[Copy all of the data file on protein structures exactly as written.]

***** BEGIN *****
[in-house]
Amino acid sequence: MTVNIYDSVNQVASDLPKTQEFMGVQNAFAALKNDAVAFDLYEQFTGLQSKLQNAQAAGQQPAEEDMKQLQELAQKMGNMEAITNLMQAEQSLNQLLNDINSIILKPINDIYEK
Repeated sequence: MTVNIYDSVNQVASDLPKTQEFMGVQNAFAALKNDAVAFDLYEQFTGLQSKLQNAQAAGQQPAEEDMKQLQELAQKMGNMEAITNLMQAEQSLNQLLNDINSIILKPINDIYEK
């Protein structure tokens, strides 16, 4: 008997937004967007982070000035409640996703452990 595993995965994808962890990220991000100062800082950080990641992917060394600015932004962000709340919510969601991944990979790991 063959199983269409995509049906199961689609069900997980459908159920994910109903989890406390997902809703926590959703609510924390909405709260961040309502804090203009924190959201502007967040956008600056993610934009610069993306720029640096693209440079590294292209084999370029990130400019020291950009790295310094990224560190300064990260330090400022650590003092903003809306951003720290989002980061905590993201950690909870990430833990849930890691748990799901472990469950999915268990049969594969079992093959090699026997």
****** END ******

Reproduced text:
[in-house]
Amino acid sequence: MTVNIYDSVNQVASDLPKTQEFMGVQNAFAALKNDAVAFDLYEQFTGLQSKLQNAQAAGQQPAEEDMKQLQELAQKMGNMEAITNLMQAEQSLNQLLNDINSIILKPINDIYEK
Repeated sequence: MTVNIYDSVNQVASDLPKTQEFMGVQNAFAALKNDAVAFDLYEQFTGLQSKLQNAQAAGQQPAEEDMKQLQELAQKMGNMEAITNLMQAEQSLNQLLNDINSIILKPINDIYEK
């Protein structure tokens, strides 16, 4: 008997937004967007982070000035409640996703452990 595993995965994808962890990220991000100062800082950080990641992917060394600015932004962000709340919510969601991944990979790991 063959199983269409995509049906199961689609069900997980459908159920994910109903989890406390997902809703926590959703609510924390909405709260961040309502804090203009924190959201502007967040956008600056993610934009610069993306720029640096693209440079590294292209084999370029990130400019020291950009790295310094990224560190300064990260330090400022650590003092903003809306951003720290989002980061905590993201950690909870990430833990849930890691748990799901472990469950999915268990049969594969079992093959090699026997």